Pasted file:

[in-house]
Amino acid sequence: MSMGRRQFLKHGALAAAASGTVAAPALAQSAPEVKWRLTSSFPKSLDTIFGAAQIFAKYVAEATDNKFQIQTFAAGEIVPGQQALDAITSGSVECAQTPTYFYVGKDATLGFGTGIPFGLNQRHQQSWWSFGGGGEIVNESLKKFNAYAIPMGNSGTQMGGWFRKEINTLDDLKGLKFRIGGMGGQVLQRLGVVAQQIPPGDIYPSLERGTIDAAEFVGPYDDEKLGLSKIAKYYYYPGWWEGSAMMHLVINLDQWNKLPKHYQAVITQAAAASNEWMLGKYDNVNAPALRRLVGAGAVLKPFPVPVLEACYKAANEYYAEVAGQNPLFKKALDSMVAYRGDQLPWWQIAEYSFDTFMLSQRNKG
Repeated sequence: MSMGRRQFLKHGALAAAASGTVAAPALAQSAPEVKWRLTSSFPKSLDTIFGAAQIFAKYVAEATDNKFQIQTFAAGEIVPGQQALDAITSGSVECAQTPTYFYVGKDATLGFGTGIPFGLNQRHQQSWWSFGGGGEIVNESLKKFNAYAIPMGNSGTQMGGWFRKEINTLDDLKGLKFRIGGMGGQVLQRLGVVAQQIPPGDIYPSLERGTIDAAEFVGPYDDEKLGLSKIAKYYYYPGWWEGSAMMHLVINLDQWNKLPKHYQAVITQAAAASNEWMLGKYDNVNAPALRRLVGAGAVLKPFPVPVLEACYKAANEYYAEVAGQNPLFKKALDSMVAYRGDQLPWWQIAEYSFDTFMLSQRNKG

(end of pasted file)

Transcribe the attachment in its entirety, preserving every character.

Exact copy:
[in-house]
Amino acid sequence: MSMGRRQFLKHGALAAAASGTVAAPALAQSAPEVKWRLTSSFPKSLDTIFGAAQIFAKYVAEATDNKFQIQTFAAGEIVPGQQALDAITSGSVECAQTPTYFYVGKDATLGFGTGIPFGLNQRHQQSWWSFGGGGEIVNESLKKFNAYAIPMGNSGTQMGGWFRKEINTLDDLKGLKFRIGGMGGQVLQRLGVVAQQIPPGDIYPSLERGTIDAAEFVGPYDDEKLGLSKIAKYYYYPGWWEGSAMMHLVINLDQWNKLPKHYQAVITQAAAASNEWMLGKYDNVNAPALRRLVGAGAVLKPFPVPVLEACYKAANEYYAEVAGQNPLFKKALDSMVAYRGDQLPWWQIAEYSFDTFMLSQRNKG
Repeated sequence: MSMGRRQFLKHGALAAAASGTVAAPALAQSAPEVKWRLTSSFPKSLDTIFGAAQIFAKYVAEATDNKFQIQTFAAGEIVPGQQALDAITSGSVECAQTPTYFYVGKDATLGFGTGIPFGLNQRHQQSWWSFGGGGEIVNESLKKFNAYAIPMGNSGTQMGGWFRKEINTLDDLKGLKFRIGGMGGQVLQRLGVVAQQIPPGDIYPSLERGTIDAAEFVGPYDDEKLGLSKIAKYYYYPGWWEGSAMMHLVINLDQWNKLPKHYQAVITQAAAASNEWMLGKYDNVNAPALRRLVGAGAVLKPFPVPVLEACYKAANEYYAEVAGQNPLFKKALDSMVAYRGDQLPWWQIAEYSFDTFMLSQRNKG